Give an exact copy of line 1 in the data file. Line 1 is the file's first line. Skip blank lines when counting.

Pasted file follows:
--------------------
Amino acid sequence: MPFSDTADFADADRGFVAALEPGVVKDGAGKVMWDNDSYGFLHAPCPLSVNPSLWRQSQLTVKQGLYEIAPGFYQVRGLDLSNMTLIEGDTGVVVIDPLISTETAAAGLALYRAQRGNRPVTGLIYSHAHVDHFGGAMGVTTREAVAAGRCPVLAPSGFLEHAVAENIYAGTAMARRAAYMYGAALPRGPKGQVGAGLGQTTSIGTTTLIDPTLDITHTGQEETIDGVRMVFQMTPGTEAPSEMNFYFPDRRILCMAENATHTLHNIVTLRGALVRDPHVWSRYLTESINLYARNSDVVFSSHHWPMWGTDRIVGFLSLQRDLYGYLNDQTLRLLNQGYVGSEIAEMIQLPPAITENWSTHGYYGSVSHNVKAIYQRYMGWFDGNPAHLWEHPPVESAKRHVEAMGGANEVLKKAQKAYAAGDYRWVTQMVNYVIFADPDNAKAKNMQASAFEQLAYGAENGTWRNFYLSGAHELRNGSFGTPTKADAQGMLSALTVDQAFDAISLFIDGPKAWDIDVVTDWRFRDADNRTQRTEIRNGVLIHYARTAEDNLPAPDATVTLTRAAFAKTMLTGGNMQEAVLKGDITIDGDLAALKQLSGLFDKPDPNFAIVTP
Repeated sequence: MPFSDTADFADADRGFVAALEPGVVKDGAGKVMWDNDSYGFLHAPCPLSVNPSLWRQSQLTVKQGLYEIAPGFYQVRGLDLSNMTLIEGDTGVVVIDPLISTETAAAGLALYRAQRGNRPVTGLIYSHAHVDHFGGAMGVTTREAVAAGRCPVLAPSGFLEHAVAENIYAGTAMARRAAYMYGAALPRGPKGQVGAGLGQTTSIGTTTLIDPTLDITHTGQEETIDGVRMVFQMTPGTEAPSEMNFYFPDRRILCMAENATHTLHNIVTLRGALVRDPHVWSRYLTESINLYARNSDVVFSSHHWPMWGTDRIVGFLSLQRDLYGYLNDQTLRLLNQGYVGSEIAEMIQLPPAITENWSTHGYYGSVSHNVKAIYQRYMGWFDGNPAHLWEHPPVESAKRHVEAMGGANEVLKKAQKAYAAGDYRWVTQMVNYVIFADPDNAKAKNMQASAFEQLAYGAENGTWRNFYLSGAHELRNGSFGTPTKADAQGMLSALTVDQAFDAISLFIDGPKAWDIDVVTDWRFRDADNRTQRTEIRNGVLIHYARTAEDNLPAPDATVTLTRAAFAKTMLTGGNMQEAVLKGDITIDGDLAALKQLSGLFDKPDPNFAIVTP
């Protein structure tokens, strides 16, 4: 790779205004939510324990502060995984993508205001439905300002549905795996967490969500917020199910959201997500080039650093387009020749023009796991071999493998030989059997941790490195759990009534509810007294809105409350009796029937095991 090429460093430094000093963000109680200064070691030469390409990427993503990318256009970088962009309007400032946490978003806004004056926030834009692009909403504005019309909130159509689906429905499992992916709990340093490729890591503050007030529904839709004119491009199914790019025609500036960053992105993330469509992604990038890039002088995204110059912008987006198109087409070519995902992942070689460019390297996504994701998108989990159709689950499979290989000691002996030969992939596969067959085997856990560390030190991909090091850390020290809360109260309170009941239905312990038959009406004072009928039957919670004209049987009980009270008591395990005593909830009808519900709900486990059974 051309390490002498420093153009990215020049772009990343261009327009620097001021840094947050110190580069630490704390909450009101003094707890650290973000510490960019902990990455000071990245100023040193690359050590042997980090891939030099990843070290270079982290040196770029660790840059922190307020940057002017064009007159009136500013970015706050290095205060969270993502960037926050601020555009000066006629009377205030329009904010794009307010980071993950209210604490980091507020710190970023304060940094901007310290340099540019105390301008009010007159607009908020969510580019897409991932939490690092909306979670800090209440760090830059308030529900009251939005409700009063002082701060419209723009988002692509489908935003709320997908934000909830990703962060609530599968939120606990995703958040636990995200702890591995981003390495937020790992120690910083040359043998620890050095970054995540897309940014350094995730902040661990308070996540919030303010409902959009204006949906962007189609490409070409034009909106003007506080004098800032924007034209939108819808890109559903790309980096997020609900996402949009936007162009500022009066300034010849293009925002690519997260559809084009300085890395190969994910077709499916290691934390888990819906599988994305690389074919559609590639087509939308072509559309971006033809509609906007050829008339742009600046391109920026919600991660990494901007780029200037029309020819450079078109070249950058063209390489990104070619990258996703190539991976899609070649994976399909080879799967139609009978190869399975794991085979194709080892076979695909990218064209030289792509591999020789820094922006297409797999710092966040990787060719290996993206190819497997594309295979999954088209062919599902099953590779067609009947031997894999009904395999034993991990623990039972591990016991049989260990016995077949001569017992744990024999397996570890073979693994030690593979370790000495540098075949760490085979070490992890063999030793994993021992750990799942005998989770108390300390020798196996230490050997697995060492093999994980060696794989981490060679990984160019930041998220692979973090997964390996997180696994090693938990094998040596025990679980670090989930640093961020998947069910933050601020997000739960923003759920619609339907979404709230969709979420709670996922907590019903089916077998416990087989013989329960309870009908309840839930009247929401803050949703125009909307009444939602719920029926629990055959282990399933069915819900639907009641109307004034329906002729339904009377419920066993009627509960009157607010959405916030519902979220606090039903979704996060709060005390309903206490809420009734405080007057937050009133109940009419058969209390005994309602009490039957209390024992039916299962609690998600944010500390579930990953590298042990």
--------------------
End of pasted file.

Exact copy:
Amino acid sequence: MPFSDTADFADADRGFVAALEPGVVKDGAGKVMWDNDSYGFLHAPCPLSVNPSLWRQSQLTVKQGLYEIAPGFYQVRGLDLSNMTLIEGDTGVVVIDPLISTETAAAGLALYRAQRGNRPVTGLIYSHAHVDHFGGAMGVTTREAVAAGRCPVLAPSGFLEHAVAENIYAGTAMARRAAYMYGAALPRGPKGQVGAGLGQTTSIGTTTLIDPTLDITHTGQEETIDGVRMVFQMTPGTEAPSEMNFYFPDRRILCMAENATHTLHNIVTLRGALVRDPHVWSRYLTESINLYARNSDVVFSSHHWPMWGTDRIVGFLSLQRDLYGYLNDQTLRLLNQGYVGSEIAEMIQLPPAITENWSTHGYYGSVSHNVKAIYQRYMGWFDGNPAHLWEHPPVESAKRHVEAMGGANEVLKKAQKAYAAGDYRWVTQMVNYVIFADPDNAKAKNMQASAFEQLAYGAENGTWRNFYLSGAHELRNGSFGTPTKADAQGMLSALTVDQAFDAISLFIDGPKAWDIDVVTDWRFRDADNRTQRTEIRNGVLIHYARTAEDNLPAPDATVTLTRAAFAKTMLTGGNMQEAVLKGDITIDGDLAALKQLSGLFDKPDPNFAIVTP